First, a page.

MathOverflow is a question and answer site for professional mathematicians. Join them; it only takes a minute:

Sign up
Here's how it works:
  1. Anybody can ask a question
  2. Anybody can answer
  3. The best answers are voted up and rise to the top

Given a distribution $T \in D'(\mathbb{R})$ such that the distributional derivative $\partial T \in L^1_{loc}(\mathbb{R})$. Can one deduce that $T \in L^1_{loc}(\mathbb{R})$ as well? Or can anyone give me an example where $T \notin L^1_{loc}(\mathbb{R})$?

share|cite|improve this question
It's not just in $L^1_{loc}$; it's actually continuous. You should be able to prove this yourself. – Deane Yang Mar 26 '12 at 21:48
up vote 3 down vote accepted

Let $T$ be your distribution. By hypothesis $$ T'(\phi)=-T(\phi')=\int_\mathbb R f\phi'dx, $$ where $\phi$ is a test function and $f\in L^1_{\text{loc}}$.

Fix $x_0\in\mathbb R$ and define $$ F(x):=\int_{x_0}^x f(x)dx. $$ Then $F$ is a continuous function, which is almost everywhere differentiable; moreover, if $F'(x)$ is defined at some point $x$, then it equals $f(x)$, so that $F'$ and $f$ define the same element in $L^1_{\text{loc}}$.

Then, the distribution $T$ is given by integration against $F$ up to some additive constant. Indeed, by integration by parts one obtains $$ \int_\mathbb R F\phi' dx=-\int_\mathbb R F'\phi dx=-\int_\mathbb R f\phi'dx=T(\phi') $$ This shows that the distribution $T_F$ defined by $F$ equals $T$ on every test function which is the derivative of a test function (the point is that a priori a primitive of a test function is no longer a test function in general). To conclude you just need the following elementary lemma:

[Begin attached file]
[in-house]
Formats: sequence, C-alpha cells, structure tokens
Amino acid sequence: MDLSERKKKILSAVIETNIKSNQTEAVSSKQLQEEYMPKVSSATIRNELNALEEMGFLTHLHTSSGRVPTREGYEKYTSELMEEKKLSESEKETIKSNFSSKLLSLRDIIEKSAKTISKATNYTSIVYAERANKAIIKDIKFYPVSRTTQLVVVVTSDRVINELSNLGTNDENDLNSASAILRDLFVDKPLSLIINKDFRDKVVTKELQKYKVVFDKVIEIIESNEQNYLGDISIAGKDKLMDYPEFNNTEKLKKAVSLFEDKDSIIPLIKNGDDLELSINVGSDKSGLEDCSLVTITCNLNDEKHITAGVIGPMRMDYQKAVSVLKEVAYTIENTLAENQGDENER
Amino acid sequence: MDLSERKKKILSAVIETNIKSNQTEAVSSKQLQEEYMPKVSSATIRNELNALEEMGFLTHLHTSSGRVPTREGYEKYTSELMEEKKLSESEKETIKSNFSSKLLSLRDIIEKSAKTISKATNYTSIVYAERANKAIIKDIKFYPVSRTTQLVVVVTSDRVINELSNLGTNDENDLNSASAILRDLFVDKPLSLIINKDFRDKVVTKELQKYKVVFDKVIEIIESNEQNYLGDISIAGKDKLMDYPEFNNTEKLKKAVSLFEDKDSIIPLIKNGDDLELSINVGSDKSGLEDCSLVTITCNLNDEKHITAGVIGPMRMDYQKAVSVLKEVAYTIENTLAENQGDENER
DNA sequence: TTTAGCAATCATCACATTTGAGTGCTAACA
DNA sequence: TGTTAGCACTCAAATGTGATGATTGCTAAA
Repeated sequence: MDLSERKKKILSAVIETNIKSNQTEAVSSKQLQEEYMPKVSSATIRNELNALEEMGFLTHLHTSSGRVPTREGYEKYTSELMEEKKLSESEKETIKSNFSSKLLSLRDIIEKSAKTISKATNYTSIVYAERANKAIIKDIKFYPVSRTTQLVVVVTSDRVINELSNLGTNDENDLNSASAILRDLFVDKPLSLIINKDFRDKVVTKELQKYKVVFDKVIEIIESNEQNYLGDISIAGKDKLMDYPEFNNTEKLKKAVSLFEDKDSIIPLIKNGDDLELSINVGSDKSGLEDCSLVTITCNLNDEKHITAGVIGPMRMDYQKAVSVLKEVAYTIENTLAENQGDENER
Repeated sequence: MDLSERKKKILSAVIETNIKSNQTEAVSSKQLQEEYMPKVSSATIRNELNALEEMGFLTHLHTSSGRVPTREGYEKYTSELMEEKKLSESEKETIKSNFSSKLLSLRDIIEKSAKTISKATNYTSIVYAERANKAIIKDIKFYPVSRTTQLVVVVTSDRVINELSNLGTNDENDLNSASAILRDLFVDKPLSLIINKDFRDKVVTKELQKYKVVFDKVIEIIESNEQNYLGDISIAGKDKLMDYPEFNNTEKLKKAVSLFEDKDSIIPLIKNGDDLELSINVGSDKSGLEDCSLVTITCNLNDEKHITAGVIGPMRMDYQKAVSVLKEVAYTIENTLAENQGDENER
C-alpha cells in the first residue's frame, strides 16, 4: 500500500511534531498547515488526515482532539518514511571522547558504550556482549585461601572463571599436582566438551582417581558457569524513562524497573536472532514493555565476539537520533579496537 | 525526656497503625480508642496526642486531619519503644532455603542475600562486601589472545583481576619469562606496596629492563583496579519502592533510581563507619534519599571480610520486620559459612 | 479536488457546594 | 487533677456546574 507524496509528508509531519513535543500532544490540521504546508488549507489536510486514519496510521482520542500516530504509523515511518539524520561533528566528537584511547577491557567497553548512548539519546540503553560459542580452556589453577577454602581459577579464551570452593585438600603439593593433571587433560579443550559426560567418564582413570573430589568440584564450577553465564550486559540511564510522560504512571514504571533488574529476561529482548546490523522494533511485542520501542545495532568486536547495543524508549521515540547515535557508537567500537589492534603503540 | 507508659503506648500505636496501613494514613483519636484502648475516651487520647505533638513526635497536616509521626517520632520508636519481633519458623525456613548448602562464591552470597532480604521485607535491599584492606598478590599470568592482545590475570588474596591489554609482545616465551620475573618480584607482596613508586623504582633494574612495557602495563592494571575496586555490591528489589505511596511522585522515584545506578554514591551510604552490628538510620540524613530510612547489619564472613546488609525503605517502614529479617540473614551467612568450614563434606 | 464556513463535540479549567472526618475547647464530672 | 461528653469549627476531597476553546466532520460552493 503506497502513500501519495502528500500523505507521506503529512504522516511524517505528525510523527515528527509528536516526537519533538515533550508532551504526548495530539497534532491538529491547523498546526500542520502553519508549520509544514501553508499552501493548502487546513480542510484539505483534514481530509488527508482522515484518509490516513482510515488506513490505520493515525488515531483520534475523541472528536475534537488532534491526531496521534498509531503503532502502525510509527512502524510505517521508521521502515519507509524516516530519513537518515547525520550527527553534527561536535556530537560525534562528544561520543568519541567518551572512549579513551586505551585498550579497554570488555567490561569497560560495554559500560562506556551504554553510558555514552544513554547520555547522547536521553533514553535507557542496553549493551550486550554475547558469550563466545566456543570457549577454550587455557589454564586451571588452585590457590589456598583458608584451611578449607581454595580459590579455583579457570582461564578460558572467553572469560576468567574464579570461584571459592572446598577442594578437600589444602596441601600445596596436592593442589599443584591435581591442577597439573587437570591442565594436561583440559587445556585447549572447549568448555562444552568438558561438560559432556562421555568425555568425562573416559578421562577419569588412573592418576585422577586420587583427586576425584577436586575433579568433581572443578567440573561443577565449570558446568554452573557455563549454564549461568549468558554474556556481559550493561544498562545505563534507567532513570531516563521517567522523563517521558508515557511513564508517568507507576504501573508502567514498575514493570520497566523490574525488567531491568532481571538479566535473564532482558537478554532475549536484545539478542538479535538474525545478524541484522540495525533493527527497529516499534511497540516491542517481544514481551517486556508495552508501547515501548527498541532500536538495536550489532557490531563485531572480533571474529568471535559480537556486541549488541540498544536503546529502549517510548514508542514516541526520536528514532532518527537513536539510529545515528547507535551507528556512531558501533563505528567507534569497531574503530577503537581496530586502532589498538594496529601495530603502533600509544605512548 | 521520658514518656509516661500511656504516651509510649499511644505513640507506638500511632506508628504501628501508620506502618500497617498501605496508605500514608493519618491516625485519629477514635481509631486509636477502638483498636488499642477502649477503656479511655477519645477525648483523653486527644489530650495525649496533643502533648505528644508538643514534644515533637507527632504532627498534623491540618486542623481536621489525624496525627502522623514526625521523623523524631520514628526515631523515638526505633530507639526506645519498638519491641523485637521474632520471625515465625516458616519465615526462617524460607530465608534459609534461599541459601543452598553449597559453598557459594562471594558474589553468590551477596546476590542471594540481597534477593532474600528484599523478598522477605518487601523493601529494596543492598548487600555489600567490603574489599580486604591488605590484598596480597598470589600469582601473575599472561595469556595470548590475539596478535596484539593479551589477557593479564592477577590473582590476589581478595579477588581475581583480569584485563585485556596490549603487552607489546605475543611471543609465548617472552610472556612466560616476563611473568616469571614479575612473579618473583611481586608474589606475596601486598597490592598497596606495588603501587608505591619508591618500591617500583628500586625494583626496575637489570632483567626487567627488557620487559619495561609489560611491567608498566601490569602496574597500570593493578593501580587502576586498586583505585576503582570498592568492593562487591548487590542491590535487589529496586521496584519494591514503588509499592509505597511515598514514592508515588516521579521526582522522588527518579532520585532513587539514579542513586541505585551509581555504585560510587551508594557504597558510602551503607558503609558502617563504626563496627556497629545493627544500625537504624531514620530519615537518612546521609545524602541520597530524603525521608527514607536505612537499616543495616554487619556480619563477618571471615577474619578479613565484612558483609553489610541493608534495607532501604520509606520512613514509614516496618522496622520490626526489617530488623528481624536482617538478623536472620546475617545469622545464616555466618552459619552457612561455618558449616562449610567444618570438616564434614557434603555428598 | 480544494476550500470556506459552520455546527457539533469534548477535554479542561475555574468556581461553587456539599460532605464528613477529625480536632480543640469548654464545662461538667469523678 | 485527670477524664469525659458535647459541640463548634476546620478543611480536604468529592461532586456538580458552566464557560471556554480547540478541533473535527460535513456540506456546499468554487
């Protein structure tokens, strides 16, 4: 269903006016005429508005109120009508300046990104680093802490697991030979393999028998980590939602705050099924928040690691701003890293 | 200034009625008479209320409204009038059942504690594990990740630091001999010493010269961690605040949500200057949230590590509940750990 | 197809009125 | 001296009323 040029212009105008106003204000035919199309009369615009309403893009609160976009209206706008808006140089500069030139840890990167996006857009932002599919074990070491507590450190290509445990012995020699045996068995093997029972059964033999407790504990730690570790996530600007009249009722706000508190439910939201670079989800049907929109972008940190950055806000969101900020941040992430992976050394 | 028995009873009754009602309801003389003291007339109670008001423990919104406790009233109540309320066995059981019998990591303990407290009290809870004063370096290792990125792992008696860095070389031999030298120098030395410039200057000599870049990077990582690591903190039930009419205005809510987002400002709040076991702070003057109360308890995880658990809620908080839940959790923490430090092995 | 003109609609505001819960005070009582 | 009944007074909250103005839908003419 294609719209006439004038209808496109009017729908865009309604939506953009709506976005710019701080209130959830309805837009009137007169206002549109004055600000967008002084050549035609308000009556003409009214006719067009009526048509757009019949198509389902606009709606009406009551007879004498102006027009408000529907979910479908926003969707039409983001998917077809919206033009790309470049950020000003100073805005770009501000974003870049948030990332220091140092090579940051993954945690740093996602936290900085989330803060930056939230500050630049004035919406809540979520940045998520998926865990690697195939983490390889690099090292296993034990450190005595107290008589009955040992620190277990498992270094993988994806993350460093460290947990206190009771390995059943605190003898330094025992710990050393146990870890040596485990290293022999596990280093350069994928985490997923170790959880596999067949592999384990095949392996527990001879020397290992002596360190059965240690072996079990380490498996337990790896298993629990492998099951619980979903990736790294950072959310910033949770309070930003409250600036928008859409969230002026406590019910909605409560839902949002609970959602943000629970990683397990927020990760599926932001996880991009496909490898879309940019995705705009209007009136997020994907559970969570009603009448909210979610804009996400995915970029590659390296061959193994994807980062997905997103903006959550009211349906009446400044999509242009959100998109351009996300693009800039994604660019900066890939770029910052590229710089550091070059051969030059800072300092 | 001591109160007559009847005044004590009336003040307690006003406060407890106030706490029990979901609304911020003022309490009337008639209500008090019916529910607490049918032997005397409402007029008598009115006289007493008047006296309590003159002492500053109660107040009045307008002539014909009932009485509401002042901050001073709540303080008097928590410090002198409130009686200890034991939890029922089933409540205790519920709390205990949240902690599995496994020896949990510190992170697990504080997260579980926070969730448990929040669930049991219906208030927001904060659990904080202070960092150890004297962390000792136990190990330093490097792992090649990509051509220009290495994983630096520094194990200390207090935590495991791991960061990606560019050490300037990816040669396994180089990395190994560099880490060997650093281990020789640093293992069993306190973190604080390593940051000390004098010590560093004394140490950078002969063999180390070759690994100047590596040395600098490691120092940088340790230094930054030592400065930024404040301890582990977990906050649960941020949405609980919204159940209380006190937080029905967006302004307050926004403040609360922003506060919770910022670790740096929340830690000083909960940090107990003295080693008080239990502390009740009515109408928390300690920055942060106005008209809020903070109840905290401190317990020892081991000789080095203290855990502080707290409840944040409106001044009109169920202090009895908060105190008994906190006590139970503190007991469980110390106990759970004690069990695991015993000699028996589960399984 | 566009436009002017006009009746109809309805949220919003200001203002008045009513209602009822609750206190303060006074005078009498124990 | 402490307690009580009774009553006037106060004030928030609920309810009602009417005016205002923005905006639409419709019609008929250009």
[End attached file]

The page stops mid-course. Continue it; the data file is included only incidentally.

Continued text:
Lemma. Let $S$ be a distribution such that $S'=0$. Then, $S(\bullet)=\alpha\int_\mathbb R\bullet dx$, for some $\alpha\in\mathbb R$.

Proof. Let $\alpha:=S(\phi_0)$, where $\phi_0$ is a test function such that $\int_\mathbb R\phi_0 dx=1$. Let $\phi$ be any test function and write it as $\phi=(\phi-c\phi_0)+c\phi_0$, where $c=\int_\mathbb R\phi dx$. Then, $\int_\mathbb R(\phi-c\phi_0)dx=0$ so that $\phi-c\phi_0$ admits a primitive which is actually a test function, for instance $$ \Phi_c:=\int_{-\infty}^x(\phi(t)-c\phi_0(t))dt. $$ Therefore, $S(\phi-c\phi_0)=S(\Phi_c')=-S'(\Phi_c)=0$. But then, $$ S(\phi)=c S(\phi_0)=\alpha\int_\mathbb R\phi dx.\qquad\qquad\square $$ Thus, since $(T_F-T)'(\phi)=T(\phi')-T_F(\phi')=0$ for every test function $\phi$, you have that $T=T_F+\alpha\int_\mathbb R\bullet dx$, for some $\alpha\in\mathbb R$.

Therefore, $T=T_{F+\alpha}$ and $T$ is the distribution associated to the continuous almost everywhere differentiable function $F+\alpha$.

share|cite|improve this answer

Your Answer


By posting your answer, you agree to the privacy policy and terms of service.

Not the answer you're looking for? Browse other questions tagged or ask your own question.